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TorgoX (1933)

TorgoX
  sburkeNO@SPAMcpan.org
http://search.cpan.org/~sburke/

"Il est beau comme la retractilité des serres des oiseaux rapaces [...] et surtout, comme la rencontre fortuite sur une table de dissection d'une machine à coudre et d'un parapluie !" -- Lautréamont

Journal of TorgoX (1933)

Monday May 20, 2002
03:45 PM

Junk English

[ #5100 ]
Dear Log,

Here's an interesting book that I saw talked up by its author on BookTV the other day: Junk English . In theory, it sounds like all of it can be reduced to "say it in a few simple words, and don't use shill-talk". But the book actually works through phrases and formulations that you should not use: don't say "the thought process" when you can say just "thinking", don't say "on a daily basis" when you can say just "every day", etc.

Notably, the author independently arrives at something I've complaining about for years: "issue" when used as a twee synonym for "problem", as in telling your network admin that you're having "bandwidth issues" instead of "bandwidth problems". My standard line on this is: "Whether mankind has free will is an issue. If it's something that doesn't work, it's a problem."

An interesting possibility here is programming word-processors to catch a lot of these things, since so many of them are set phrases that you almost never actually want; and other things from the book are sort of "red flag" words that are often (but not always) abused: "process", "issue", "unique", "revolutionary", "visionary", etc. Other things are a bit harder to get a computer to see -- like to know that "broad overview" is redundant.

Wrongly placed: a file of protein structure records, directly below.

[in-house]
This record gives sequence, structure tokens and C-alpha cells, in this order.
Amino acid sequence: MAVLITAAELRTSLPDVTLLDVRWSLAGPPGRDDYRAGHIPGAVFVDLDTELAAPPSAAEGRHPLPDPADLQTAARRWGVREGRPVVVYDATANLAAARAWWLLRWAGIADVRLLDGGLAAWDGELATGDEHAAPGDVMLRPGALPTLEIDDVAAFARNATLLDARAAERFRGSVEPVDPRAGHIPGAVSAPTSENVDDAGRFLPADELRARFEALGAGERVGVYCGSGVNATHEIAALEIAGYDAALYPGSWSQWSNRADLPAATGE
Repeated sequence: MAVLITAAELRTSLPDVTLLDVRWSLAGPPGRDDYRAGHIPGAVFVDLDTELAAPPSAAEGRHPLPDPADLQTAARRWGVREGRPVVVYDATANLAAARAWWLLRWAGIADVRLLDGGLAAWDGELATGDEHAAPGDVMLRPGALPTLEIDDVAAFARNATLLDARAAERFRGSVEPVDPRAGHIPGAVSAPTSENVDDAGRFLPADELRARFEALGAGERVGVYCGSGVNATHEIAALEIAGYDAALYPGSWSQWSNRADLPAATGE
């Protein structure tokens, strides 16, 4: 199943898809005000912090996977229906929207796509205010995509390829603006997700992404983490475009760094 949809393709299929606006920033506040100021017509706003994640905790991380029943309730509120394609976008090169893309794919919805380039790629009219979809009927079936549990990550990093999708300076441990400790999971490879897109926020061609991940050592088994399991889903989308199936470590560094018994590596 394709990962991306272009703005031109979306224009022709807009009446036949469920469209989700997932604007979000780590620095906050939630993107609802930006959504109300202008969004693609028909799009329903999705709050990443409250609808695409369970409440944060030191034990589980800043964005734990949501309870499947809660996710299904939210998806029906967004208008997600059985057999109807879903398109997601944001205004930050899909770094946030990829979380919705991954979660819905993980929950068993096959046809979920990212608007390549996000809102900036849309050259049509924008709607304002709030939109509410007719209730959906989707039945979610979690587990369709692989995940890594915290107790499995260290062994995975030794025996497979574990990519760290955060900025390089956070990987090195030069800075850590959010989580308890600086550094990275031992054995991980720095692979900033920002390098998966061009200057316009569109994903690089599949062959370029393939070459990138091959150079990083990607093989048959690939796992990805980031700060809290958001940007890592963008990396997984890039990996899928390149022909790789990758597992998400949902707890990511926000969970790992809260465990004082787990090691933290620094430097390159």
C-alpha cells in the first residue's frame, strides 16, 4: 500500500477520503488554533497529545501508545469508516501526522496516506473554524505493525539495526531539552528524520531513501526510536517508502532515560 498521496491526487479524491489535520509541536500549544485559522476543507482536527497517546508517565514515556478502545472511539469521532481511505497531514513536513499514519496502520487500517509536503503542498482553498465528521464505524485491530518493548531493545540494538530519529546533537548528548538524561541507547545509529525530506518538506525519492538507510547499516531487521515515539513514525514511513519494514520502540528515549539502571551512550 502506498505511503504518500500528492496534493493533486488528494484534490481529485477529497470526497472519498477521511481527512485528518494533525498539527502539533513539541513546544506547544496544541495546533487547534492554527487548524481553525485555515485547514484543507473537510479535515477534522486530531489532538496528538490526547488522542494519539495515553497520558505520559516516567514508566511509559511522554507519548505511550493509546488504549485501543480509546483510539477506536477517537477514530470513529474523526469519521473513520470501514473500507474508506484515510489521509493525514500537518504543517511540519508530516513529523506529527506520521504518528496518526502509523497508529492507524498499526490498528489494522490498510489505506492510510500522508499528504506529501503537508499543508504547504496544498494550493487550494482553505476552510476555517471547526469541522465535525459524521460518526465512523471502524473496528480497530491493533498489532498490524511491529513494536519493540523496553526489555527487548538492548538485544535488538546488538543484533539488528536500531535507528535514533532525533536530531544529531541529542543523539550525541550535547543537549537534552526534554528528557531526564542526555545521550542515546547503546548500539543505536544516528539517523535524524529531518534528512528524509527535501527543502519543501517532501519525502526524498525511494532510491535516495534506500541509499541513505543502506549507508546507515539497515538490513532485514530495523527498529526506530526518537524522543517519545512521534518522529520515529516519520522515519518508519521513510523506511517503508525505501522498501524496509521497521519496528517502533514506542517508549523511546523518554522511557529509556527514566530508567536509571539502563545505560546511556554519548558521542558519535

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  • Ha! I saw the same thing. I was contemplating having him at OSCON as an interesting diversion, but he didn't seem entirely comfortable speaking. Perhaps it was the cameras.

    He had great examples of horrendous twisting of the language: "concretize" was the one that stuck with me. His point wasn't just that these sorts of neologisms are ugly, but that they're deliberately designed by advertisers, PR lackeys, and politicos to conceal the truth and inflate.

    An interesting twist on the same would be a "How

  • I'm no big fan of "utilize", as it's nearly always clearer as "use". My big peeve lately is "methodology". Supposing we were to study ways of developing software, would we call it "methodologyology"?

  • ... the other Perl programmer at work keeps telling me that I have "issues." :)

    --
    J. David works really hard, has a passion for writing good software, and knows many of the world's best Perl programmers
  • George Orwell wrote a good essay on this, Politics and the English Language [resort.com], two bits of which I liked in particular:

    It is easier -- even quicker, once you have the habit -- to say "In my opinion it is not an unjustifiable assumption that" than to say "I think".

    And this set of rules for writing well:

    1. Never use a metaphor, simile, or other figure of speech which you are used to seeing in print.
    2. Never us a long word where a short one will do.
    3. If it is possible to cut a word out, always cut it out.
    4. N